Unfortunately, not many are aware of the various investment options, the inadequacy of knowledge amongst investors and potential investors acts as a barrier in achieving their goals or creating wealth.
Taking a cue from the epic Mahabharata, it could be said that ‘knowledge’ is no less than a ‘Divyastra’ that may help us in achieving our financial goals, securing the future of our loved ones and will help in creating wealth.
Goal-based planning and periodic monitoring
During one of their training sessions, Dronacharya took the young princes to an open area and gave them the task to shoot at a bird’s eye from distance. While everyone answered seeing the bird, trees, its feathers, ground, etc. all Arjun could see was the bird’s eye. Hence, he shot down the bird with one arrow.
To achieve ones financial goals, one needs to identify the goals and stick to them. One needs to ignore the market volatility regardless of how much the noise penetrates into your mind and tries coercing you to give up. It is also advisable to identify mutual fund schemes according to the time horizon of your goals. Investors should monitor their portfolio as deemed fit to stay updated and not panic during short-term volatilities.
Diversify – Use Asset Allocation
Draupadi in her previous birth had asked Lord Shiva for a boon. She had asked for a husband who should be righteous, brave, accomplished, handsome and intelligent. Shiva said that it was impossible for one man to have all these qualities and hence she will have five husbands. Yudhistra was the righteous one, Bheem was full of strength, Arjun an accomplished archer & warrior, Nakul was famous for his looks & Sahdev was intelligent, the strategist.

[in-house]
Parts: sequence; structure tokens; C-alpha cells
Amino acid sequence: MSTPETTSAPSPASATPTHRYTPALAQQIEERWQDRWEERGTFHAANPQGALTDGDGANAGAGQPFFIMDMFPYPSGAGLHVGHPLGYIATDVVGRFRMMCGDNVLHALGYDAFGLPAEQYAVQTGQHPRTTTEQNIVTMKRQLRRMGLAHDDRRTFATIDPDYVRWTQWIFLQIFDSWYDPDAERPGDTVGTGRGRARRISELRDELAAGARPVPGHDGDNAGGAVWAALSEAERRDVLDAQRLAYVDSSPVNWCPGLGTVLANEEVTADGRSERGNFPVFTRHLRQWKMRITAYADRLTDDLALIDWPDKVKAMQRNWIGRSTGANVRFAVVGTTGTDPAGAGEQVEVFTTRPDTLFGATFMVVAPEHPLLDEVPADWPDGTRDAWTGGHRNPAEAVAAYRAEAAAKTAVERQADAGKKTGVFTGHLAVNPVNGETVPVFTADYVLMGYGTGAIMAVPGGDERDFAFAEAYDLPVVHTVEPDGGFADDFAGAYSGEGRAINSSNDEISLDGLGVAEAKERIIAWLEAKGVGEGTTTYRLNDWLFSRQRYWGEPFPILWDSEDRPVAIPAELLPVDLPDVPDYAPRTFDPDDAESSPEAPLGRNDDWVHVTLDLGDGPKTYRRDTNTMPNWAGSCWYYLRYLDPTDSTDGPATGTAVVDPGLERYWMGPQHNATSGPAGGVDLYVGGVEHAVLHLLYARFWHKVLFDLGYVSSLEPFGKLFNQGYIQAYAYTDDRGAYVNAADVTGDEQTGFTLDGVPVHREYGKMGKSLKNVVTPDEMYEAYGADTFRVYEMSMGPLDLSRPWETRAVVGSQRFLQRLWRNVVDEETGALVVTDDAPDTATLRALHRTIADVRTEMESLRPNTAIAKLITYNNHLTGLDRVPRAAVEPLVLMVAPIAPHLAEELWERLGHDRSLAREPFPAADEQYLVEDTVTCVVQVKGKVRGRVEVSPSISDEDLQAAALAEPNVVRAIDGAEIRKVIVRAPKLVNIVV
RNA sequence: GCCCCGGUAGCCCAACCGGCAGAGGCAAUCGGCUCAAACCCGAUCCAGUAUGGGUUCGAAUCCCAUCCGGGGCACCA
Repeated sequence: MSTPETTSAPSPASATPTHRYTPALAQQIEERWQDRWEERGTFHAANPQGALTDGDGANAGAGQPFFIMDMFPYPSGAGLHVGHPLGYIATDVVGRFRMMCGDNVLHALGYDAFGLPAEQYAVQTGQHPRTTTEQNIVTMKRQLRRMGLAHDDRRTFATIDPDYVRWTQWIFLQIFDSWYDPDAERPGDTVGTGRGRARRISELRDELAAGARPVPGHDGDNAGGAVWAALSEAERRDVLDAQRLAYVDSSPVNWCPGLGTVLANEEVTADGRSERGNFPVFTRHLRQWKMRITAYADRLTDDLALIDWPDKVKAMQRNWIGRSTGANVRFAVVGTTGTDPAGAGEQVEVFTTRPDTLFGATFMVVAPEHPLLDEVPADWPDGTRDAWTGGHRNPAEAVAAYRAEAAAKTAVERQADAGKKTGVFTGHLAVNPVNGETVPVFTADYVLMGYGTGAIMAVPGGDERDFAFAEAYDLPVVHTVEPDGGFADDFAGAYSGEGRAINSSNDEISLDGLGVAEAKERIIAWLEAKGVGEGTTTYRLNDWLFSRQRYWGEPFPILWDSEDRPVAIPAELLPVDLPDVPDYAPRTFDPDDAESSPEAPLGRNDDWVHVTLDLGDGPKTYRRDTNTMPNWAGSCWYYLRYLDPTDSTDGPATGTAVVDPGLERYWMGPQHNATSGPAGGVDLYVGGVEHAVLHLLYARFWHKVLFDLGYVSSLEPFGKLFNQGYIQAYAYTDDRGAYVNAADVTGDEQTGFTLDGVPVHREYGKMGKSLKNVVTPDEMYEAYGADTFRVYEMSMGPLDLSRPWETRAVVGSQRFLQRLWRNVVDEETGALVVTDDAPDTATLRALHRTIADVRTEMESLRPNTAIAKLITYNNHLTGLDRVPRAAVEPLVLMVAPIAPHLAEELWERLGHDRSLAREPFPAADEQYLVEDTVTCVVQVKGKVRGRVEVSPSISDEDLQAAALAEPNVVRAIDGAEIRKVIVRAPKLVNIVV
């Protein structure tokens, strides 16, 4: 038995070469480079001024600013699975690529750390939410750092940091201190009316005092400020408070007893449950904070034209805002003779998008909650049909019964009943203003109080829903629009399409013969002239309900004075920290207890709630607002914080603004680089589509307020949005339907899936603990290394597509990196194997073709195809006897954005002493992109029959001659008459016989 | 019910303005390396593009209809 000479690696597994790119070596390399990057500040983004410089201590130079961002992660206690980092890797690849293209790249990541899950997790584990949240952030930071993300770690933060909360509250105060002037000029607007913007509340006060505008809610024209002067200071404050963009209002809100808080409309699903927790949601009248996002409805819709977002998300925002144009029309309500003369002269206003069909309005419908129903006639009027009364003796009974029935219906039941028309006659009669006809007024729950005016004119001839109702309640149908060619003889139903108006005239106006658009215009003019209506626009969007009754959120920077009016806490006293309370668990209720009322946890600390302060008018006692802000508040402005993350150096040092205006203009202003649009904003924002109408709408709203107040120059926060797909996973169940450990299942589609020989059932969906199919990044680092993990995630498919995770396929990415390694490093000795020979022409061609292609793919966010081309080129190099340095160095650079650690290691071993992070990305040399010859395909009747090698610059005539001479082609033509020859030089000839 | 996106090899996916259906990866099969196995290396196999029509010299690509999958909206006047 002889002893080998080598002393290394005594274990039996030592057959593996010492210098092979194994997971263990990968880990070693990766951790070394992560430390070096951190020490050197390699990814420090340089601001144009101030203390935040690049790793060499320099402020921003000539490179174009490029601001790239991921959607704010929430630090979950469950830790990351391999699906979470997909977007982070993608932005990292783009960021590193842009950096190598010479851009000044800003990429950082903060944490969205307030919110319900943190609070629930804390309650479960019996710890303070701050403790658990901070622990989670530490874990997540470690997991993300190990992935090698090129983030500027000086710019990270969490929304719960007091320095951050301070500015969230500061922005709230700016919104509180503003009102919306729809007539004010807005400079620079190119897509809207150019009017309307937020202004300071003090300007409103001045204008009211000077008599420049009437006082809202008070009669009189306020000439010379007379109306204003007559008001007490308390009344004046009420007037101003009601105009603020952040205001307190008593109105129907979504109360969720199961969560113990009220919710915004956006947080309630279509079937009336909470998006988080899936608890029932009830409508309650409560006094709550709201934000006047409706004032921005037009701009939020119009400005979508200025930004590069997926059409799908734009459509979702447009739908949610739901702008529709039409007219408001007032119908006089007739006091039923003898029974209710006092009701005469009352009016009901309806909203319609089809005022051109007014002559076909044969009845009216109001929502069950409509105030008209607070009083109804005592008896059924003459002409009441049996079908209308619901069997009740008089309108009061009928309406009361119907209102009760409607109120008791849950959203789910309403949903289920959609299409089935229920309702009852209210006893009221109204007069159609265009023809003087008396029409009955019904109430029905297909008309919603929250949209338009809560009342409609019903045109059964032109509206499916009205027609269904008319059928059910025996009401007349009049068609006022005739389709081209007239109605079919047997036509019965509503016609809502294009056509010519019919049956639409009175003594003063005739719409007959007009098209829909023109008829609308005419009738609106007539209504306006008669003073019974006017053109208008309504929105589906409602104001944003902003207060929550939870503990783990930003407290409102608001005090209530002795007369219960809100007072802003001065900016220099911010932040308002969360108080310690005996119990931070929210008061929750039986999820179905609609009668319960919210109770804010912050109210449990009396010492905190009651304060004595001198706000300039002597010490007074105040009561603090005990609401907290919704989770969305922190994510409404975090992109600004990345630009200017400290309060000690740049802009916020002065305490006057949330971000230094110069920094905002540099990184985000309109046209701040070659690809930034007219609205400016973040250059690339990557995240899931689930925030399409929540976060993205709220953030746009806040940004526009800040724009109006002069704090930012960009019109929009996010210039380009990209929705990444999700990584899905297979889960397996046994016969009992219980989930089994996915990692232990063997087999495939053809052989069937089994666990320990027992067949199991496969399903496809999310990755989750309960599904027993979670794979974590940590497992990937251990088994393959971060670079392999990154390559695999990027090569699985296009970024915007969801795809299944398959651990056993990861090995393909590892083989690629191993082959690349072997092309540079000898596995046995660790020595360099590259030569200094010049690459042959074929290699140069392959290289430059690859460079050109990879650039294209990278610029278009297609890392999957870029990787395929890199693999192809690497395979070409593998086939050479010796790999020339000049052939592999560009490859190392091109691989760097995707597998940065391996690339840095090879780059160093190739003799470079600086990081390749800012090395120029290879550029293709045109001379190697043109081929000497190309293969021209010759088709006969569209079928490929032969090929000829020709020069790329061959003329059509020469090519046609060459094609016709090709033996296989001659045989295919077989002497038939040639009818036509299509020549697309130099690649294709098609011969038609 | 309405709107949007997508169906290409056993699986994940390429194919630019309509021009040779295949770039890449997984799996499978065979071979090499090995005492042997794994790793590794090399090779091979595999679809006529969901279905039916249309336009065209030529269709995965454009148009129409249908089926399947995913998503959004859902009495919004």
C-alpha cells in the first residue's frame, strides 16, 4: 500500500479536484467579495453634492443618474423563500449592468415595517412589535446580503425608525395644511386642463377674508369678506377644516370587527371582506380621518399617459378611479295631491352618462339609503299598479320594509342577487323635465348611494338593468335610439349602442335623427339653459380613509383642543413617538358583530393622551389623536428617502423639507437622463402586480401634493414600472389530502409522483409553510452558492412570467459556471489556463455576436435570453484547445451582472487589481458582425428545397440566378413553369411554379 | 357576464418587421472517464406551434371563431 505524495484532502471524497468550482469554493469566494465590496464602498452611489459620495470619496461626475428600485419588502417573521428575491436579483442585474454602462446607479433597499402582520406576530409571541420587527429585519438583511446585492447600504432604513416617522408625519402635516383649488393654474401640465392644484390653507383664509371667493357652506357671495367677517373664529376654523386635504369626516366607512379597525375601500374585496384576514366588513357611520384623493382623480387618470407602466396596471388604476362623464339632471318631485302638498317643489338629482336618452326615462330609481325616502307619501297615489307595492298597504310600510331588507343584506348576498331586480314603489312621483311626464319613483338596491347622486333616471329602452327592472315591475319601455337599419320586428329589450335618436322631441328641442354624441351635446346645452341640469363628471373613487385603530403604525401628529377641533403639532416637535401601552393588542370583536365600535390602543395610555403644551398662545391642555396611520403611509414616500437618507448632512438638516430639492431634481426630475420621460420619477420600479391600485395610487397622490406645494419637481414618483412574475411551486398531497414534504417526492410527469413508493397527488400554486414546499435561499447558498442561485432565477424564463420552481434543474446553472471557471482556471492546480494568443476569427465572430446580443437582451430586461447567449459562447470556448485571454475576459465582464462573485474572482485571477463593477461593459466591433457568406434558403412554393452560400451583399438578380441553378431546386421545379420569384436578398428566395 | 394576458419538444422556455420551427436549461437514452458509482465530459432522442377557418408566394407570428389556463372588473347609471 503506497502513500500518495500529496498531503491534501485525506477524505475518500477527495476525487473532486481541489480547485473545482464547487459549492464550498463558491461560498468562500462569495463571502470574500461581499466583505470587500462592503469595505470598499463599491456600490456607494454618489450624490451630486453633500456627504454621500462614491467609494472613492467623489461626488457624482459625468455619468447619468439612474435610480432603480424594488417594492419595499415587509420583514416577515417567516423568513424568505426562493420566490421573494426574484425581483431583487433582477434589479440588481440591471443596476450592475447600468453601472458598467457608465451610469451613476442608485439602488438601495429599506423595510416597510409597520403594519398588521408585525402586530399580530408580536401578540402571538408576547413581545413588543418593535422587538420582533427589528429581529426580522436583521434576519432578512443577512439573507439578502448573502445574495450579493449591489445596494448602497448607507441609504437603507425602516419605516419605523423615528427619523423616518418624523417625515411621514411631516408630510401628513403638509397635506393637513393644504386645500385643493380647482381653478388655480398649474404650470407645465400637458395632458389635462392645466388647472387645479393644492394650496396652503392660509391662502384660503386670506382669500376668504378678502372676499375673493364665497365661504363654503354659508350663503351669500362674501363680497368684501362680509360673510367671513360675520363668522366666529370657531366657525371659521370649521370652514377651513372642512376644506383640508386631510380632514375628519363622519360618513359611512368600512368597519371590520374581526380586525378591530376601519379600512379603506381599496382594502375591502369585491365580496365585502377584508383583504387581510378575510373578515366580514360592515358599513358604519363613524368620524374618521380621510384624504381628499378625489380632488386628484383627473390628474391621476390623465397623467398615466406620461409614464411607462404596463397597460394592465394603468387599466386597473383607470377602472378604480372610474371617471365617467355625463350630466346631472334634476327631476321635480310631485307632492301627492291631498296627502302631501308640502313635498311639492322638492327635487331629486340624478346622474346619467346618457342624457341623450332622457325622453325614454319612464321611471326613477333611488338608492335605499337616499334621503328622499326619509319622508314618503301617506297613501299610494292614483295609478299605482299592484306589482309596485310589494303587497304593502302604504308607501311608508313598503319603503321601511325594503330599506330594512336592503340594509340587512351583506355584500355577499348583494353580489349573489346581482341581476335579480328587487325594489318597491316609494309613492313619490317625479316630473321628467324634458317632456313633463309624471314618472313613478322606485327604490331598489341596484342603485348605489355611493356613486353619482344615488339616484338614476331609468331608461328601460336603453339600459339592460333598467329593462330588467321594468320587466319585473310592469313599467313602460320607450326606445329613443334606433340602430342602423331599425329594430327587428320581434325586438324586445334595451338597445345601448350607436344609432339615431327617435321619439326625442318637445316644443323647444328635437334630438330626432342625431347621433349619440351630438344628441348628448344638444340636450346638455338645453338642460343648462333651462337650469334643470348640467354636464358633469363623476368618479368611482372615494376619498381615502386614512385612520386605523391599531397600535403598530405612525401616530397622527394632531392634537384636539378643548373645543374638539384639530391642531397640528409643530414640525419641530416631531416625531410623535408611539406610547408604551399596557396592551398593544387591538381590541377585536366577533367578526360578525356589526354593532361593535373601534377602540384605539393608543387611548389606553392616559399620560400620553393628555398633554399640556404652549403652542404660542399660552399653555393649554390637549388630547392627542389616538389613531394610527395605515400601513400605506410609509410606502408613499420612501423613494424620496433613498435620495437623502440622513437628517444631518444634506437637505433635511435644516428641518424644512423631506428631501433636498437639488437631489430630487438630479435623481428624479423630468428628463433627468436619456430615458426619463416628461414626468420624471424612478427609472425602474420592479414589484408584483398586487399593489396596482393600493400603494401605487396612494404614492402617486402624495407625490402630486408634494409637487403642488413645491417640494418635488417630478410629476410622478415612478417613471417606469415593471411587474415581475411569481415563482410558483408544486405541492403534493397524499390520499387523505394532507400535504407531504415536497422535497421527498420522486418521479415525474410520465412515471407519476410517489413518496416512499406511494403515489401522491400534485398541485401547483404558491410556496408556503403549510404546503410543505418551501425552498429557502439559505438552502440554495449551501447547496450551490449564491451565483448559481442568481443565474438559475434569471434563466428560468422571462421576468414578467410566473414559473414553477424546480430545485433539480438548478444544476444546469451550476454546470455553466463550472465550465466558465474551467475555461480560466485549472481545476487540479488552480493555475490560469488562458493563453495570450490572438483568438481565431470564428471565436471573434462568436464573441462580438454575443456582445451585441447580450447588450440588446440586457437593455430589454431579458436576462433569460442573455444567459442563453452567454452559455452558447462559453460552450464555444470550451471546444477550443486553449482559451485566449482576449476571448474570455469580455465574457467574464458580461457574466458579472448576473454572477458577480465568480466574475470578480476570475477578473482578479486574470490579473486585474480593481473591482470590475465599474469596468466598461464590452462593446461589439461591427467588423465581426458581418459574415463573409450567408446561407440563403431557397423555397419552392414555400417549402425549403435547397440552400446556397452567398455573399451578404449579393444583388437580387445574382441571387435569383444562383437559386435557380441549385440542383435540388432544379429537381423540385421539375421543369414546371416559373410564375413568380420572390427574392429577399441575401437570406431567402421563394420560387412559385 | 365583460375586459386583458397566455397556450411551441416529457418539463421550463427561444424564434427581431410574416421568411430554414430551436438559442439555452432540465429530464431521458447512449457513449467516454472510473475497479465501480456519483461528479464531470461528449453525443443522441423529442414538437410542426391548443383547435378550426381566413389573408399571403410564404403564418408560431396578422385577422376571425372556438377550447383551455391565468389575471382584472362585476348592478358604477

There are many investors who only believe in the power of equity, or real estate or Bank FD, etc. and put all their money in just one asset class whereas an average investor is always better off diversifying. It is important for your portfolio to have safety of debt, returns of equity, steadiness of a debt-free house and tiny comfort of gold.
Avoid Over Diversification
In the battle of the Mahabharata, the Pandavas consisting of just five brothers had eventually defeated the Kaurava clan of 100 brothers. This shows it’s easy for a leader to communicate and be able to head five people than a team of 100!
In investments too, it gets difficult to keep a track of too many portfolios. Hence, it’s suggested to stick to schemes or products with a focused portfolio consisting of less number of stocks, say 20-25 stocks. This is an example that over-diversification does not create value.
Monitor your portfolio regularly and ignore small mistakes
Shishupal, the cousin of Krishna was destined to die at his hand, which was a known fact. Shishupal’s mother asked Krishna for a vow to pardon his 100 mistakes before killing him, to, which Krishna agreed. During the RajSuya yagya being conducted at Indraprastha, Krishna finally killed him with his Sudarshan Chakra after pardoning his misdemeanour for 100 times.
Just like Krishna, ignore the small mistakes, you also don’t sell a stock or exit a mutual fund scheme during a market fall or some volatility. Give it time and only when it is consistently underperforming and does not fit into your investment plan, kill it or exit from it.
Keep it simple
Shakuni was an expert at the game of dice. He conspired to call Pandavas to Hastinapur and then helped Duryodhana win the game of gambling against them. Yudhistra lost not only his kingdom and other assets but his brothers and wife too. On being restored their wealth by Dhritrashtra, they again lost everything in the second round and were sent to exile for 13 years.
In the investment world too, the same theory can be applied. Being an investor, if you are unable to identify the risk and returns or alternative investment options available; just learn to keep it simple. Do not get enticed by the lure of quick returns or fancy products and focus instead on good investment options. It’s still okay to earn less, but it’s not okay to lose your corpus.